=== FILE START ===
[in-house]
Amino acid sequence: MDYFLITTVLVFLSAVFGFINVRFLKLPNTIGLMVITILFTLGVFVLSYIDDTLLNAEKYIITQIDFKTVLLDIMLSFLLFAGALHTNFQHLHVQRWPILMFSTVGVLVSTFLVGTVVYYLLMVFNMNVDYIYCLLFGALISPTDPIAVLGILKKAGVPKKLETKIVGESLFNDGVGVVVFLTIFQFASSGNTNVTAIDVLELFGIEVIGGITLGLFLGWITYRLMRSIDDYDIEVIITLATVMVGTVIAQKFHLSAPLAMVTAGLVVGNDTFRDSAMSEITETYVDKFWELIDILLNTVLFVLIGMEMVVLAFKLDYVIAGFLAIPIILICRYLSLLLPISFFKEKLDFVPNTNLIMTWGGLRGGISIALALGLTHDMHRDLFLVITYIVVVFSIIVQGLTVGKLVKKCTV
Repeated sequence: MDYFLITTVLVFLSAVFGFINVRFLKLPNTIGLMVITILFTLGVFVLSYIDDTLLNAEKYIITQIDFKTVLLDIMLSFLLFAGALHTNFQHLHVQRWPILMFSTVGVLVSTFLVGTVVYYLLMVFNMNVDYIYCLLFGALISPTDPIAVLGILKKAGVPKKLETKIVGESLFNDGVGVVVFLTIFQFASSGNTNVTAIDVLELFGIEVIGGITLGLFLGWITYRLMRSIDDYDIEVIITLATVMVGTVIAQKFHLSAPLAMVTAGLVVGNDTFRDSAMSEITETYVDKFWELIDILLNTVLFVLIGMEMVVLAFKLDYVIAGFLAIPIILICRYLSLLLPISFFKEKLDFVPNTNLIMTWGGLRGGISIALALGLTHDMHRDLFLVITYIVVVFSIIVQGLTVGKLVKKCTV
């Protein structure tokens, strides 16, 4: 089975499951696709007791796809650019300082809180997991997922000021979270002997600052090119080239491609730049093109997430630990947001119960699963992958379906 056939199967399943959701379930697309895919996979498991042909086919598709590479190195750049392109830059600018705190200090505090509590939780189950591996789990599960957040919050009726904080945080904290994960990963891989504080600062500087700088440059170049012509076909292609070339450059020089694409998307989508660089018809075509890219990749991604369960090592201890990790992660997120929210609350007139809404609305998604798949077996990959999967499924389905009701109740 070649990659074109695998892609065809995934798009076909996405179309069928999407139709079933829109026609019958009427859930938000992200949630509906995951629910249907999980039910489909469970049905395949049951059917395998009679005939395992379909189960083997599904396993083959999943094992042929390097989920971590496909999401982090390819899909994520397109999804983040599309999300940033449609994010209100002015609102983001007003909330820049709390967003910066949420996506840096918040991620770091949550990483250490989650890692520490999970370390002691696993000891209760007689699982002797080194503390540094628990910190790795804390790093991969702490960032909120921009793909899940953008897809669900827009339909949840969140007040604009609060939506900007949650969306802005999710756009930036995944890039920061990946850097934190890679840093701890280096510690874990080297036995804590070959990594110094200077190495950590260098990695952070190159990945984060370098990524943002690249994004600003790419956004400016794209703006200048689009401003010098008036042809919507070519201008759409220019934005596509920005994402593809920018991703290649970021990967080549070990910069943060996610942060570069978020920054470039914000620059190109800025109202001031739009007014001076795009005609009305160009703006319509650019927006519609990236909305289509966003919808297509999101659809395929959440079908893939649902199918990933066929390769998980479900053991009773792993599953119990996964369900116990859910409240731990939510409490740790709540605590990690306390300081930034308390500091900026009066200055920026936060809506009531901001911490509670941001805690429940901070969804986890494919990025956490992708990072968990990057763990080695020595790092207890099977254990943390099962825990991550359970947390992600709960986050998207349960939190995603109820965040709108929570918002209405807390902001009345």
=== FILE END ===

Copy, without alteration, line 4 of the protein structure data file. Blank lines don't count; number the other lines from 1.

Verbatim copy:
């Protein structure tokens, strides 16, 4: 089975499951696709007791796809650019300082809180997991997922000021979270002997600052090119080239491609730049093109997430630990947001119960699963992958379906 056939199967399943959701379930697309895919996979498991042909086919598709590479190195750049392109830059600018705190200090505090509590939780189950591996789990599960957040919050009726904080945080904290994960990963891989504080600062500087700088440059170049012509076909292609070339450059020089694409998307989508660089018809075509890219990749991604369960090592201890990790992660997120929210609350007139809404609305998604798949077996990959999967499924389905009701109740 070649990659074109695998892609065809995934798009076909996405179309069928999407139709079933829109026609019958009427859930938000992200949630509906995951629910249907999980039910489909469970049905395949049951059917395998009679005939395992379909189960083997599904396993083959999943094992042929390097989920971590496909999401982090390819899909994520397109999804983040599309999300940033449609994010209100002015609102983001007003909330820049709390967003910066949420996506840096918040991620770091949550990483250490989650890692520490999970370390002691696993000891209760007689699982002797080194503390540094628990910190790795804390790093991969702490960032909120921009793909899940953008897809669900827009339909949840969140007040604009609060939506900007949650969306802005999710756009930036995944890039920061990946850097934190890679840093701890280096510690874990080297036995804590070959990594110094200077190495950590260098990695952070190159990945984060370098990524943002690249994004600003790419956004400016794209703006200048689009401003010098008036042809919507070519201008759409220019934005596509920005994402593809920018991703290649970021990967080549070990910069943060996610942060570069978020920054470039914000620059190109800025109202001031739009007014001076795009005609009305160009703006319509650019927006519609990236909305289509966003919808297509999101659809395929959440079908893939649902199918990933066929390769998980479900053991009773792993599953119990996964369900116990859910409240731990939510409490740790709540605590990690306390300081930034308390500091900026009066200055920026936060809506009531901001911490509670941001805690429940901070969804986890494919990025956490992708990072968990990057763990080695020595790092207890099977254990943390099962825990991550359970947390992600709960986050998207349960939190995603109820965040709108929570918002209405807390902001009345």